Narrative Jewellery

A few days back, I was asked to design a ring to represent a person who passed on recently. My client wanted a jewel to remind her of the spirit of her friend and to help her cope with the grief she is feeling at the moment. What an honour for me and a responsibility. We chose emeralds (her birthstones), and an engraving of a tiny dragonfly (her spirit) inside the band to accomplish that.


This got me thinking. What is jewellery about and why do we even wear it?

Looking back at the history of jewellery, it is clear to me jewellery has existed since we have been around as a species. The idea of expression through it is not a new thing at all.

Pre-Columbian groups within Costa Rica used metalworking to create pieces which were traded and used as body ornaments, ceremonial objects, and burial offerings. During the period of transition birds, frogs, toads, and other figures were represented.

Back in the prehistoric era, we made it out of bones, feathers and shells. Later, tribes used it as a sign of hierarchy. The leader would wear his characteristic piece. It made him stand out from the rest and it gave him status.

Forward in the timeline to the medieval times. Jewellery has been used as social power. It’s from this period that we got the category of precious gemstones (diamond, emerald, ruby, sapphire). They all made it into this category because only royalty could afford them back then.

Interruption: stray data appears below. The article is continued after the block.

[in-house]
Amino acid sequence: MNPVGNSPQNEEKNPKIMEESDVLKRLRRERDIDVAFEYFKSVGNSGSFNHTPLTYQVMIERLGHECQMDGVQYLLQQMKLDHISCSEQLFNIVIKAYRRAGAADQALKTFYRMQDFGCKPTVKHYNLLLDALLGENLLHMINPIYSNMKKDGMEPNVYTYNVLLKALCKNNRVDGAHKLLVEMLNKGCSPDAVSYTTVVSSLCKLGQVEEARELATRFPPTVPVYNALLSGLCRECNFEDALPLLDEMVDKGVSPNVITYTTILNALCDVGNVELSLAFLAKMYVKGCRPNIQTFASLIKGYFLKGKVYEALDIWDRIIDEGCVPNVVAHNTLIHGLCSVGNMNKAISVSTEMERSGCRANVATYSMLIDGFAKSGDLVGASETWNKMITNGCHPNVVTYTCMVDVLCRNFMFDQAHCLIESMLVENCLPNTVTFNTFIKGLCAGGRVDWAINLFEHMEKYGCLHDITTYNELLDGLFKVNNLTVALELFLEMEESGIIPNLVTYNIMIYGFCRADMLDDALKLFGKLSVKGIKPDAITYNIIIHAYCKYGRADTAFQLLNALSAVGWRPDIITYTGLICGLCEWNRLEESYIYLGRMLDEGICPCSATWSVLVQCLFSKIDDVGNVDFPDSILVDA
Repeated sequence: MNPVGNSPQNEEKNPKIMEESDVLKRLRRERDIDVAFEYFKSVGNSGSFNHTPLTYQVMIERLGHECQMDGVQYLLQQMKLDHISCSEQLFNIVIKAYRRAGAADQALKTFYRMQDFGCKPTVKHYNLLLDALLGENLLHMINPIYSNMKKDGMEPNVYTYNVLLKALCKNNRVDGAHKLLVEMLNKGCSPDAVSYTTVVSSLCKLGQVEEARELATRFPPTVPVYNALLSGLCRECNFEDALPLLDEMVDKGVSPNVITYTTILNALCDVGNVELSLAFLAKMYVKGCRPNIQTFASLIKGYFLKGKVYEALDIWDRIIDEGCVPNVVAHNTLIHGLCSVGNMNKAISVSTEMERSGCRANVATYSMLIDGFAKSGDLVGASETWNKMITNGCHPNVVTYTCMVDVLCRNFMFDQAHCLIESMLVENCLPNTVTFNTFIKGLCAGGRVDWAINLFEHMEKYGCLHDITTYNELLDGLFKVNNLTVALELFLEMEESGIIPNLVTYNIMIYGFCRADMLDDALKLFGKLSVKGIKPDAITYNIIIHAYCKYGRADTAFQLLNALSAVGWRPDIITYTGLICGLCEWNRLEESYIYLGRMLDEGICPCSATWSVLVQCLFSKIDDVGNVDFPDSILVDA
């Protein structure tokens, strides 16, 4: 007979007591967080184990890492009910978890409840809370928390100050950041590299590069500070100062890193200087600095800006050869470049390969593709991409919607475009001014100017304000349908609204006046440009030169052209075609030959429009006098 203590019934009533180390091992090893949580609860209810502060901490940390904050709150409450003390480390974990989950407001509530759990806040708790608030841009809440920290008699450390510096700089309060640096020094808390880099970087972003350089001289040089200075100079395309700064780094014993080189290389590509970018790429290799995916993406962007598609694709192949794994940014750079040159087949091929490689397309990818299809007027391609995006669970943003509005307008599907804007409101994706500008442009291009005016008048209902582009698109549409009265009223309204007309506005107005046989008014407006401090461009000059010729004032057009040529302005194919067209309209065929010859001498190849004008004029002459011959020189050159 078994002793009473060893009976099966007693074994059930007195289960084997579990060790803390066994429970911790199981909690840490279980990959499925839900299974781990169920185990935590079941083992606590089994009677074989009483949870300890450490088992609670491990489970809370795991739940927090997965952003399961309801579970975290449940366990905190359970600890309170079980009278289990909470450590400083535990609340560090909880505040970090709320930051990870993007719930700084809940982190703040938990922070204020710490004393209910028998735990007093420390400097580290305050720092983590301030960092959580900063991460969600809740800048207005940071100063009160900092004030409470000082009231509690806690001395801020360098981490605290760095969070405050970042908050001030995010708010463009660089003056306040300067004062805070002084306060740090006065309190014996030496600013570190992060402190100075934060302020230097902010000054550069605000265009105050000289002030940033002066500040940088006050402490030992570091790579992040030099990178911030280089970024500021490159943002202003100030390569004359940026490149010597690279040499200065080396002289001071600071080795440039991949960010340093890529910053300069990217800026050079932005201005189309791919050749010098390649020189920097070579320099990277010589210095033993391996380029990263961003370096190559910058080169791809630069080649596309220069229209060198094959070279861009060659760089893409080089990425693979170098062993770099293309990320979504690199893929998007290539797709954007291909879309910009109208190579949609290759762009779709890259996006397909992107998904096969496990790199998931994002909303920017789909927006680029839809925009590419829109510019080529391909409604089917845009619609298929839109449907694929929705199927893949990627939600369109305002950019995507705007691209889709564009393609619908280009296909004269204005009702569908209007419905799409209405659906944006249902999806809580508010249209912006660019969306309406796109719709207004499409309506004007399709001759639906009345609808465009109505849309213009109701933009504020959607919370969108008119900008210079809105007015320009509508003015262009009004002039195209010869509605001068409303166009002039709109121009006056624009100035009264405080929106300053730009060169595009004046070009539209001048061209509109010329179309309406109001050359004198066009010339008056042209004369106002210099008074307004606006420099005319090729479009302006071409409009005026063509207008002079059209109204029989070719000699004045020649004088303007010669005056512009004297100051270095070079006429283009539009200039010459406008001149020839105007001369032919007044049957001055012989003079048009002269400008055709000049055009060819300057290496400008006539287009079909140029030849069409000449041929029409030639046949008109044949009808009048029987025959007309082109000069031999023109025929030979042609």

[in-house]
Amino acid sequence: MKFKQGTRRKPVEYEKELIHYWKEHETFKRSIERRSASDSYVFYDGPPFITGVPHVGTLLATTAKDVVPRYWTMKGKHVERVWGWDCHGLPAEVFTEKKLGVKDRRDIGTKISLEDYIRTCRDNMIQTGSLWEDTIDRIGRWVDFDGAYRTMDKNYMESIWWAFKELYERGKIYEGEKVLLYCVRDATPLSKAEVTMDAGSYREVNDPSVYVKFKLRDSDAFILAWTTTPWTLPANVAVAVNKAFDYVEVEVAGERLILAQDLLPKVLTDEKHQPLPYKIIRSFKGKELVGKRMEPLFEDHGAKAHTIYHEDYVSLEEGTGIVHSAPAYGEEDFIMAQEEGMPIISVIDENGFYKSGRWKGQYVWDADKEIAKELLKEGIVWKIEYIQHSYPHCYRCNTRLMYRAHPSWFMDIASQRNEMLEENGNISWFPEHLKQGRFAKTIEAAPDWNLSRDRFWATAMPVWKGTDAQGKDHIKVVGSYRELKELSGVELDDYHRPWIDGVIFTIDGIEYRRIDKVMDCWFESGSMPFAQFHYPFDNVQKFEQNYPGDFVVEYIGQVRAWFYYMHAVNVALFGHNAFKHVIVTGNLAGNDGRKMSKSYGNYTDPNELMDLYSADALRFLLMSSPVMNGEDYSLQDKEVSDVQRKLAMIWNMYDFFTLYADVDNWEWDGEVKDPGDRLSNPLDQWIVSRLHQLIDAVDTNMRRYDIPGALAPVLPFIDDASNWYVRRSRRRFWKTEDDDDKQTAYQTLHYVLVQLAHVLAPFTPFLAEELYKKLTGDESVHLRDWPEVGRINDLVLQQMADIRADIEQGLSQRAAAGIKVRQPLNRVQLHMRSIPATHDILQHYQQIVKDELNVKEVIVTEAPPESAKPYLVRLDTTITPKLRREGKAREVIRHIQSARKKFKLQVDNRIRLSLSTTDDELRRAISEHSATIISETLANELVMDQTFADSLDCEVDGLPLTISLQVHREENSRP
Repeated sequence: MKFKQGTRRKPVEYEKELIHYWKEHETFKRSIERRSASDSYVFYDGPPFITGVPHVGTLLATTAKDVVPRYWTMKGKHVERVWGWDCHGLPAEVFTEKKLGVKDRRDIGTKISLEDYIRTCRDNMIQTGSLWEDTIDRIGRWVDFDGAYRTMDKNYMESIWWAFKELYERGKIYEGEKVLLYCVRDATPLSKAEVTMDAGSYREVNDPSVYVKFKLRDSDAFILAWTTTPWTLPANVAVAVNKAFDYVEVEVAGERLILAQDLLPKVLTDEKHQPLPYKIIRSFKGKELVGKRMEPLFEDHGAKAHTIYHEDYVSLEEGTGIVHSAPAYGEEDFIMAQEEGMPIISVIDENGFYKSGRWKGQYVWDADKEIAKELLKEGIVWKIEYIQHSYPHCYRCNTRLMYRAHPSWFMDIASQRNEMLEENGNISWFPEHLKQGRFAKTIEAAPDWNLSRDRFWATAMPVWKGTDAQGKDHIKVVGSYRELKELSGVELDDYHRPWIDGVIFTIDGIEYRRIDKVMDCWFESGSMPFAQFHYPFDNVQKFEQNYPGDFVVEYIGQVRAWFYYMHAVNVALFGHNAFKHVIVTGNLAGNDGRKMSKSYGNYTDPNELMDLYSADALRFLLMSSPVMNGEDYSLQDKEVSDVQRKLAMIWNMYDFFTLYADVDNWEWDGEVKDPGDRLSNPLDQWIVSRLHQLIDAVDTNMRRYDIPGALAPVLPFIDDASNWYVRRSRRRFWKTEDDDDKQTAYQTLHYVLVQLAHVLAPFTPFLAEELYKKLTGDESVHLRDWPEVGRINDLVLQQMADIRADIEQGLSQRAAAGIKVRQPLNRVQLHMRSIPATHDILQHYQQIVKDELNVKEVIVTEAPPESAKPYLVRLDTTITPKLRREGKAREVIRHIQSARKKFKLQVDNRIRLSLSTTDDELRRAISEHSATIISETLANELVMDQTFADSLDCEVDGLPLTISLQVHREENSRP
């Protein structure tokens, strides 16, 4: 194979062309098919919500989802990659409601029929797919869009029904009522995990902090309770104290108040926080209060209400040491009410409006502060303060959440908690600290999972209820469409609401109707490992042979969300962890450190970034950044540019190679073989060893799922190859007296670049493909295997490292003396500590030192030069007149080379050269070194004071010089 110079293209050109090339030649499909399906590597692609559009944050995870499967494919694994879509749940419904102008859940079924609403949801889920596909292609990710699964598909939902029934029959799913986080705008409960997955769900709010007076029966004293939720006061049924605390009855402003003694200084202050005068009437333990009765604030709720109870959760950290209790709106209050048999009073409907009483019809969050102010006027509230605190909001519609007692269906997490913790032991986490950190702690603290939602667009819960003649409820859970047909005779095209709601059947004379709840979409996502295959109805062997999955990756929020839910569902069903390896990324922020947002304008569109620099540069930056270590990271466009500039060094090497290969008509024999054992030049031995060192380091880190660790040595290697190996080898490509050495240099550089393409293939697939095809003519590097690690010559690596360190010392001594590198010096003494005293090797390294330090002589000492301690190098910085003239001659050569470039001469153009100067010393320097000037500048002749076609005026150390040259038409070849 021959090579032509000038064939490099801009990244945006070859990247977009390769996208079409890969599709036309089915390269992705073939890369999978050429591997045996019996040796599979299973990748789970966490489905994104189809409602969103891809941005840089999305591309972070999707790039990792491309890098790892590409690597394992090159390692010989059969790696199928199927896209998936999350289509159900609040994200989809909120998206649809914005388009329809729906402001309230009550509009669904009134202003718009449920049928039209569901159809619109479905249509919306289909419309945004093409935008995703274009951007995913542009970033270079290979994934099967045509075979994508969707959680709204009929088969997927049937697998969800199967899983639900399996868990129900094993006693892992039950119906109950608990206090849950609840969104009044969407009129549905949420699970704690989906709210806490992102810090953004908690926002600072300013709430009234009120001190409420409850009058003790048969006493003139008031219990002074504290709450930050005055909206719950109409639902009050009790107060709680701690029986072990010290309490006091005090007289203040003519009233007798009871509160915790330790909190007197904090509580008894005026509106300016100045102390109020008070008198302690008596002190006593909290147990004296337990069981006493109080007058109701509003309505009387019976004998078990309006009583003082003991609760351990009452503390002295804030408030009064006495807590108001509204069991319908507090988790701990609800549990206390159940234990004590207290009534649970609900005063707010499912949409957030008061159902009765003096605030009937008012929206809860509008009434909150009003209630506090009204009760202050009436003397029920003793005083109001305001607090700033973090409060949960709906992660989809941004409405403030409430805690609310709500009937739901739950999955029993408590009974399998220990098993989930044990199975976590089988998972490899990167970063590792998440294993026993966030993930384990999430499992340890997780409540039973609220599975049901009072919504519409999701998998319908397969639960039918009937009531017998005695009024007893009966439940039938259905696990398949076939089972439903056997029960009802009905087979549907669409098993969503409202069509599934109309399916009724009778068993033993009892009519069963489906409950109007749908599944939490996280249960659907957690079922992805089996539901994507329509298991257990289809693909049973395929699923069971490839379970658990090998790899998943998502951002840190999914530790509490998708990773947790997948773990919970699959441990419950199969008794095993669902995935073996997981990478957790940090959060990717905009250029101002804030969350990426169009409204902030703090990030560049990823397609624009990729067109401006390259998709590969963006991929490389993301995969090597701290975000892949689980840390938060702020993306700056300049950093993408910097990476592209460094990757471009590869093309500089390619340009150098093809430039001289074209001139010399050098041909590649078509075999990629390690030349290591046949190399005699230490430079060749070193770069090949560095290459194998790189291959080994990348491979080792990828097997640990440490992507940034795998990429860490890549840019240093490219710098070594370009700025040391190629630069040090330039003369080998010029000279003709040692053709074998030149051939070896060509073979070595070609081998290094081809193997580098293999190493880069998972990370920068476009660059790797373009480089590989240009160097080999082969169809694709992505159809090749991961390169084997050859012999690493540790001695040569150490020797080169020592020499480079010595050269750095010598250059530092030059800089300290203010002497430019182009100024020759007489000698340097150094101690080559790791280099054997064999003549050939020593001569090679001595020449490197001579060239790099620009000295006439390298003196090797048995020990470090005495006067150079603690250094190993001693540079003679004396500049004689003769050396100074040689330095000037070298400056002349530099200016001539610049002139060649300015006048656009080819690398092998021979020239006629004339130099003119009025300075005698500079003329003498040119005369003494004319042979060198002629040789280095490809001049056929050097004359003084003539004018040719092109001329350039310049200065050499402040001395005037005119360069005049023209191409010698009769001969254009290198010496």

From left to right: ruby, diamond, emerald and sapphire

 

The status of these precious stones is relevant to this day. Thankfully the market has been more open-minded about exploring different gemstones from the traditional ones and we jewellers, sporadically get to play with unconventional ones.

In today’s context, the reasons for wearing jewellery haven’t changed that much after centuries. We want to express a specific economic status, or show the subcultures we subscribe to that embody certain ideologies.

We use fashion as a means to find or highlight our identity but really most of us want to find and create meaning.

Looking around in my closest circle of friends, I noticed most of them have pieces they always wear, and other pieces that come and go, depending on the mood of the day. Often the pieces that stay, are the ones that tell the greatest stories. Some people get tattoos, others jewellery - they are all symbols.

A design for a charm bracelet that I am currently working on. It has the name of my son and in the centre it will feature a tanzanite since it is his December birthstone.


Maybe the jewellery is a reminder of giving life, or a reminder of somebody that has gone. Sometimes it is a symbol of happiness or sexuality, a talisman of protection and good luck, or even a political statement.

The reality is that jewellery is whatever we want it to be. There are no rules. As long as we embrace our expression, we really can’t go wrong.

I made this rabbit pin for a good friend of mine as a joke, we discovered that we are both 'rabbits' in the Chinese horoscope and although we do not believe in it, we are struck by having that in common.

 

When designing, my priority is to ensure that my own prejudices about how things could look or where the design needs to go does not interfere with telling all the stories that need to be told. This, in the end, is where I find the most challenging and fun projects. So please keep them coming...


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